Five bad excuses for not doing peer revision of writing in the EFL classroom

My dear colleague Luiz Otávio Barros wrote a recent post providing ten tips to help teachers give feedback on writing. The ten tips are all very useful and are certainly in-keeping with contemporary ESL/EFL writing pedagogy.

Just like Luiz Otávio, I  also consider White and Arndt’s 1991 book Process Writing a seminal work on how to teach process writing in the ESL/EFL classroom. Other books that have contributed to enhancing my knowledge on second language writing are Campbell’s 1998 book , Teaching Second-language Writing: Interaction with Text, the University of Michigan Press’s 2002 series on Second Language Writing (Carnagarajah,2002; Ferris, 2002, Liu and Hansen, 2002), and Ferris and Hedgcock’s 2005 book Teaching ESL Composition: Purpose, process, and practice.


However, no other book or article on teaching writing has impacted me as much as the 1984 book The Art of Teaching Writing, by Lucy Calkins. Though written for teachers of L1 writing, not ESL/EFL, it brings valuable insights on how the writing class needs to be structured as a writing workshop,  so as to favor individualization of instruction, student interaction, and discovery learning, placing students at the center of the learning process. Within this perspective, an essential element of a student-centered writing curriculum needs to be peer feedback on writing, or what is commonly called peer revision.

Hence, in this post, I’d like to complement Luiz Otávio’s excellent advice by making the case for peer revision in the EFL classroom, providing five main arguments used against peer revision and then my counter-arguments in favor of this pedagogical practice.

First, though, let’s clarify the terminology. Peer revision of writing is not restricted to peer editing, that is, students correcting each other’s language errors. It’s about having students give feedback on each other’s writing with regard to content, organization of ideas (cohesion and coherence) and form. I, for one, have focused most of my peer revision activities on content and organization of ideas, keeping form secondary at this stage.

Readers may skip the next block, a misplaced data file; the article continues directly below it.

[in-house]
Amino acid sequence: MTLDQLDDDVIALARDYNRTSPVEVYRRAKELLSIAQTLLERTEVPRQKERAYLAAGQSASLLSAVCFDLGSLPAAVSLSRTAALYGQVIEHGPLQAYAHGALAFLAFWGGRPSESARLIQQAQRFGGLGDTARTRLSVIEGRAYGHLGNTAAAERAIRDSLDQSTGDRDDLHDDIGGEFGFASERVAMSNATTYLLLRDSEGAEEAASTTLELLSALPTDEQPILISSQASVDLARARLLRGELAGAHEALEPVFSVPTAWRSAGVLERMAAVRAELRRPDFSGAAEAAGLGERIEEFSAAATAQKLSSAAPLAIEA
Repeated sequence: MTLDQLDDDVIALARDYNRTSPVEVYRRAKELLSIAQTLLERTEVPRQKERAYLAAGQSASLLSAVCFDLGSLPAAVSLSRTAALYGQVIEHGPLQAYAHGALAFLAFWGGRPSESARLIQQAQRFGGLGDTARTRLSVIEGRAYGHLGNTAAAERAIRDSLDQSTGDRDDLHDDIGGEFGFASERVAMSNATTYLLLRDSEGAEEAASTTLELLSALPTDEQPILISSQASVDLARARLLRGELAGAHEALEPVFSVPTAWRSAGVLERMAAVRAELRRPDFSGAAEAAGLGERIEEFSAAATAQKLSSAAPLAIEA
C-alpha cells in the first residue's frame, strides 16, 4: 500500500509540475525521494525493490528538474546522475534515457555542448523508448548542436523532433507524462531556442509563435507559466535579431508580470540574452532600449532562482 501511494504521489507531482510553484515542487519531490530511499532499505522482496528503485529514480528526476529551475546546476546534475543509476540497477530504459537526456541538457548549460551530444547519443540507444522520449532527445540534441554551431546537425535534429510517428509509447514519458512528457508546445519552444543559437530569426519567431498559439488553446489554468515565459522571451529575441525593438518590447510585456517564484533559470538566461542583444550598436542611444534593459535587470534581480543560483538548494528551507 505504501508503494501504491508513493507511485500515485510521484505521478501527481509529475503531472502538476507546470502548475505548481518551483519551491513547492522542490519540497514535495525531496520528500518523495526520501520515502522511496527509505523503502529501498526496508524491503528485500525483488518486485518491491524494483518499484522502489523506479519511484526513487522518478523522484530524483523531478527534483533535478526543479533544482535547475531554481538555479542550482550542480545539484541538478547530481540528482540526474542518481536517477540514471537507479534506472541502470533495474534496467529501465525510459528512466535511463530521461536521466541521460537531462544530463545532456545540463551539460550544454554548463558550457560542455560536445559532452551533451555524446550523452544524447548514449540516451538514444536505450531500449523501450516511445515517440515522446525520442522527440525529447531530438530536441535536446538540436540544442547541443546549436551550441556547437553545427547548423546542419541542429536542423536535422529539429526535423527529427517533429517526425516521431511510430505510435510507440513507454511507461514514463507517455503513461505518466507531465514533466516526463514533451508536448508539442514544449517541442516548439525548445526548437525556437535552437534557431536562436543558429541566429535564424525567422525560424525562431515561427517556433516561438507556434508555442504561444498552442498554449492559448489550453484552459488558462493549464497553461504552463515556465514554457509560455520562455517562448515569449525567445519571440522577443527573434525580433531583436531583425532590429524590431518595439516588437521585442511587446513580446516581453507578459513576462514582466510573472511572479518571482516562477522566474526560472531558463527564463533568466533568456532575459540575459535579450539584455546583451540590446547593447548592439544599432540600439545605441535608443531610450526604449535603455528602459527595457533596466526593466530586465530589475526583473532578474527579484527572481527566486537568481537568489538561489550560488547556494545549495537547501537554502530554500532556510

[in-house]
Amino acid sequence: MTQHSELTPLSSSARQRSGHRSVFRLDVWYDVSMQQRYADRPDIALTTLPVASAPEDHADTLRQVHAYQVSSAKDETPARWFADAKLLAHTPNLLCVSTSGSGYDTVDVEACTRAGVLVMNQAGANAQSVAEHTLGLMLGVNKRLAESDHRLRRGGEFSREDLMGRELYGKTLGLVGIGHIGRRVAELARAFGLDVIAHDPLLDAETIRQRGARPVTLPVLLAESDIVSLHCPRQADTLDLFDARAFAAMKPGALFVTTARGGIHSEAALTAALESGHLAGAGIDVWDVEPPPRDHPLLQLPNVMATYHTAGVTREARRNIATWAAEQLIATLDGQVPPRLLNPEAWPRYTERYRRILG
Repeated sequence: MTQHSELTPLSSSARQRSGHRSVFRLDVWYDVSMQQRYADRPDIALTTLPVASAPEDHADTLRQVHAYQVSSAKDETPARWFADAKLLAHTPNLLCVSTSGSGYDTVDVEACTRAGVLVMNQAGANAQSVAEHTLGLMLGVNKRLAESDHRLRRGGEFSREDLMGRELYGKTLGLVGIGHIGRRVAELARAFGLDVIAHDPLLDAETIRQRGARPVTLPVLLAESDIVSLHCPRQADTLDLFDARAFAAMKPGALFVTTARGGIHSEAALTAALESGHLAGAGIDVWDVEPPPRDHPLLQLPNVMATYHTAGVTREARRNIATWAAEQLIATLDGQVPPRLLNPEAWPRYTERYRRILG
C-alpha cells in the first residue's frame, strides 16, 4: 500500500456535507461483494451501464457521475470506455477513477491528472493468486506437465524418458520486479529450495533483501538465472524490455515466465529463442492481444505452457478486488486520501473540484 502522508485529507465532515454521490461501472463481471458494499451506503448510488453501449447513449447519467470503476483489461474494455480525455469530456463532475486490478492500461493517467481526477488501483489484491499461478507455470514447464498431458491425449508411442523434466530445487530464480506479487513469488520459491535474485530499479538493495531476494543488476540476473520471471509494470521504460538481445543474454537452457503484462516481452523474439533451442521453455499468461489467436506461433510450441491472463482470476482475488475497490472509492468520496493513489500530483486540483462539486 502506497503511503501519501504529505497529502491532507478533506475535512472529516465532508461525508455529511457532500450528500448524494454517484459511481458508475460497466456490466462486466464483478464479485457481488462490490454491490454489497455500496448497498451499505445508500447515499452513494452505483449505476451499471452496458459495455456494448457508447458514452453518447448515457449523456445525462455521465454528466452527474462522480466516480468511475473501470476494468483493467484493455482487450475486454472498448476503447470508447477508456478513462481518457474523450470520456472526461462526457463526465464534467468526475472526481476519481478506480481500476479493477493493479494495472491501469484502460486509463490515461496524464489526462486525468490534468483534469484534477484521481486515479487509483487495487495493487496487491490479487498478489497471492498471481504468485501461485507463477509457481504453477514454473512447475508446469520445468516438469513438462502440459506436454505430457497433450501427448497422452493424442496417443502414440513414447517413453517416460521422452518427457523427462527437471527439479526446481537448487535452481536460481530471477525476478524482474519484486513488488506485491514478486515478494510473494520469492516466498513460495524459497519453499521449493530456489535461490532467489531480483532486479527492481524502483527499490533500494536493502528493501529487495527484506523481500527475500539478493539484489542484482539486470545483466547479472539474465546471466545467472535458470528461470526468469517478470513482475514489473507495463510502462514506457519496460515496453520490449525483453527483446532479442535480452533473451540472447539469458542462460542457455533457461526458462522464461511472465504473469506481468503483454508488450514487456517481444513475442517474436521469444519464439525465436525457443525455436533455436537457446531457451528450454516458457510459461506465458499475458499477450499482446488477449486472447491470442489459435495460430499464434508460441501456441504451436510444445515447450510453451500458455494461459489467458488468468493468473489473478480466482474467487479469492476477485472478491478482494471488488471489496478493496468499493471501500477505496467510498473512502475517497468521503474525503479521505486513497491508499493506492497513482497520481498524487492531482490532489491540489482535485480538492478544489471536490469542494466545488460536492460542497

Peer revision of EFL writing has been my main academic interest since my Master’s studies in the late 90’s. Since then, I’ve given numerous talks at my institution and elsewhere on the benefits of peer revision and provided tips on how to conduct it effectively. I also focused on peer revision of writing in my doctoral thesis and provided evidence that it is possible to teach teenagers to become effective peer reviewers. The ultimate goal of having students revise each other’s writing is to help them develop their ability to revise their own writing, going from the social to the individual, as suggested by Vygostsky. It’s hard to argue against this, right?

Even so, despite all my efforts, I still find a lot of resistance from teachers towards conducting peer revision in their classrooms. Why is this so? I’m going to present the common arguments against peer revision and then discuss each one.

1)       It’s difficult to carry out this type of activity when students have never done it in their L1 writing classes. It’s totally alien to them and they don’t understand why they should do it.

To me, this is actually a reason why we should invest in peer revision of writing in our EFL classrooms. Not only will we help students become more competent reviewers of their own L2 writing, but we will also expose them to student-centered pedagogical practices that they aren’t familiar with, thus expanding their educational experiences and even helping them become more autonomous writers in their own language, not only in EFL. This way, we make an even greater contribution to our learners’ education than “only” teaching them English.

2)      Students don’t like to receive feedback from their peers. They want to receive feedback from their teacher.

It’s true that students’ first reaction to peer revision is usually negative and they don’t understand why they should revise their peer’s writing when it’s actually the teacher’s job to do so. However, if the peer revision activities are well scaffolded  and the teacher is able to show to students that both the classmates’ and the teacher’s feedback can be useful, and that they actually complement each other, they buy into the idea and end up appreciating it. This was one of the conclusions of my doctoral research on teaching process writing in a product-oriented context.

3)      Students feel reluctant to “criticize” their peers and end up just providing vague praise.